Donatella Versace is one of Milan’s hometown heroes …. “I think this is our ultimate home collection since it’s the perfect blend of fashion and design. It’s pure fashion in 3D! I wanted to make my outfits live in the homes of people and I think I finally succeeded. I love it because it is so direct and powerful that people will have no doubts when they see it: they’ll know it’s Versace.”
Donatella Versace’s collection was a joyful trip through her colorful, iconic patterns, framed by the brand’s Greek frieze — all marking a strong return to her brother’s original Baroque sensibility
The Versace home collection draws on baroque, vestal and aquatic themes, for brightly colored furniture that mixes and matches fabrics and prints. The Milanese fashion house presented its new home collection dominated by a lot of fashionable features. The new furniture lines reflect the leitmotifs of the brand: Vanitas, Greek Key and Baroque. These themes have long been a part of the Versace design lexicon, dating back to Gianni Versace’s days
It’s hard to imagine who else would combine leopard print, gold, heraldic crests, and crowns—on a single chair.
If there’s no mistaking Versace, it’d be hard to mistake Maison Martin Margiela, either: the Maison has once again created a temporary apartment at the fair to showcase its furniture, produced by Cerruti Baleri.
Maison Martin Margiela unveiled objects in sync with the philosophy of the house, combining comfort, creativity and resourcefulness
For Marni’s installation, spearheaded by designer Consuelo Castiglioni’s daughter, Carolina, the label collaborated with a group of ex-prisoners in Colombia to create 100 woven chairs that will travel worldwide to Marni stores.
As part of the L’Arte del Rittratto (art of the portrait) charity project, the Italian label has brought out a limited edition collection of 100 pop-inspired chairs. Designed in Columbia by former prison inmates on a reintegration program, each one is based around a chic, brightly colored metal structure
“The result is great. They are really 100 special pieces. We also wished to support an Italian project, or more precisely a Milanese one. We found the institute ICAM, that allows mothers in prison to live with their children, up to 6 years old, in a family environment.” said Carolina Castiglioni
The project, however, does not mark the brand’s entrée into furniture.
“At the moment we have no plans to create furniture collections,” Castiglioni added. “This special project is linked to the Salone del Mobile 2012. It is part of the Marni approach to bring together different projects and realities.”
Roberto Cavalli chose the Salone to launch Roberto Cavalli Home, the designer’s first interiors collection, which takes the Roberto Cavalli look into the home with the signature animal print seen in recent collections.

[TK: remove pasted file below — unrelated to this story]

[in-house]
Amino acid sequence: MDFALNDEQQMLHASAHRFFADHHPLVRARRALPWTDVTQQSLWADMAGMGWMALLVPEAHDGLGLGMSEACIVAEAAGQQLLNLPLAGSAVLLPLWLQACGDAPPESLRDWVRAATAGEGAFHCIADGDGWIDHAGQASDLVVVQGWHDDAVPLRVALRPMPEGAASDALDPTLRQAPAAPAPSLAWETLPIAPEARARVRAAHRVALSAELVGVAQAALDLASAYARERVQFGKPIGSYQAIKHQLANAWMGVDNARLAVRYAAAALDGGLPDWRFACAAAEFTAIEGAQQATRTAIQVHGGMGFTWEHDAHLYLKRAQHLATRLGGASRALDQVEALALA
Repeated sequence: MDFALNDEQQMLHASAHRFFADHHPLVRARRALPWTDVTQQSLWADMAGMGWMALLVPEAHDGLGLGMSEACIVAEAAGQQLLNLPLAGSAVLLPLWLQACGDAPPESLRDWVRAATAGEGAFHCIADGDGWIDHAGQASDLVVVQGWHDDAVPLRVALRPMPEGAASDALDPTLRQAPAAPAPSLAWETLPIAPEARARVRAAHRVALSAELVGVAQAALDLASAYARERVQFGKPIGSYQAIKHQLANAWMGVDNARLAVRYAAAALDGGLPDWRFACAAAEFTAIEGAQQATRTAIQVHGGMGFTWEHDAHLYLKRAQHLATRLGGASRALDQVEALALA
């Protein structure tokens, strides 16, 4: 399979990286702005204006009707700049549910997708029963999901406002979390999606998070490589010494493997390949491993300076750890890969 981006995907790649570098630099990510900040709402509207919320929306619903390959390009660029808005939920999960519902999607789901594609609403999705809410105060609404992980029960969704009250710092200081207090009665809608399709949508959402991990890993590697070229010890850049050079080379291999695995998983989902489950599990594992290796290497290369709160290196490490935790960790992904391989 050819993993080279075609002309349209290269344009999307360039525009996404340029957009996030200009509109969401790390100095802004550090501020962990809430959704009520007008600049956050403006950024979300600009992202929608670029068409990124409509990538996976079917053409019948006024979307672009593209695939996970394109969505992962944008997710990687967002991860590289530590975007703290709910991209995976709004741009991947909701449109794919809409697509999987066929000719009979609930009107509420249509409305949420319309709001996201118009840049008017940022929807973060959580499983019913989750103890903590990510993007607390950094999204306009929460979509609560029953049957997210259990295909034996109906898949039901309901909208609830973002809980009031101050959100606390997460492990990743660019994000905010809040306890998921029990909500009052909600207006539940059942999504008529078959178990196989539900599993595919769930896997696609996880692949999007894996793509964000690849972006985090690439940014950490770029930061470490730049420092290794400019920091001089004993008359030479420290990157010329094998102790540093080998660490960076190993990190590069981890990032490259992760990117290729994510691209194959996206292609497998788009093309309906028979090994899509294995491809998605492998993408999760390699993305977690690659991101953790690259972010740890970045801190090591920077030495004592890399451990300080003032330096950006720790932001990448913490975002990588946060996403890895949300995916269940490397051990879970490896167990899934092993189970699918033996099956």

It isn’t surprising then that Roberto Cavalli’s first home collection included zebra-print armchairs and the “Jaguar” spotted rug.
“I don’t know if you can furnish the whole house with these pieces,” conceded Cavalli, “but I love it, I’m really happy. I take ideas from my fashion, and the home line complements that. I want it sexy. I love color not only in fashion but also in furniture. When I see those minimal, Japanese-style, very rigid designs, I don’t like them.”
The designer signed a slew of licensing agreements for the collection, including with Industrie Emiliana Parati for wallpaper and Caleffi Group for bedding.
With a circular bed and bedside tables in hand-sewn leather and suede, velvet and silk cushions hand-embroidered in gold, silk hand-woven rugs, and sphere lamps in Murano glass, this collection is wall-to-wall luxe
Bottega Veneta presented its latest range including a new line of seating made in collaboration with Poltrona Frau.
On the other end of the colour spectrum, the Italian fashion company famous for its discretion, quality and craftsmanship introduced monochrome furniture designs with the usual standard of luxury.
Salvatore Ferragamo and Molteni&C have joined forces to present the work of the Parisian designer Constance Guisset, winner of the Paris Grand Prix du Design, who created the wooden MO lamp and SOL rocking chair that will be installed at Ferragamo’s Via Montenapoleone boutique.
To mark the Salone del Mobile in Milan, Salvatore Ferragamo has teamed up with artist Constance Guisset and design house Molteni & C to create the unique Mo & Sol collection. Presented as a pop-up show, the collection comprises a soft, sculptural lamp and a natural wood rocking chair. As a bonus, the house has even released a limited edition handbag, Mini Sofia.
A flurry of rose and mimosa patterns embellished Blumarine’s lilac and pink sofas, testimony to designer Anna Molinari’s passion for buds.
Featuring a similar look to its ready-to-wear line, Blumarine presents a collection of furniture in purples and pinks. Sofas, tables and armchairs in fluorescent colors are available in floral prints, for a home that pops with color.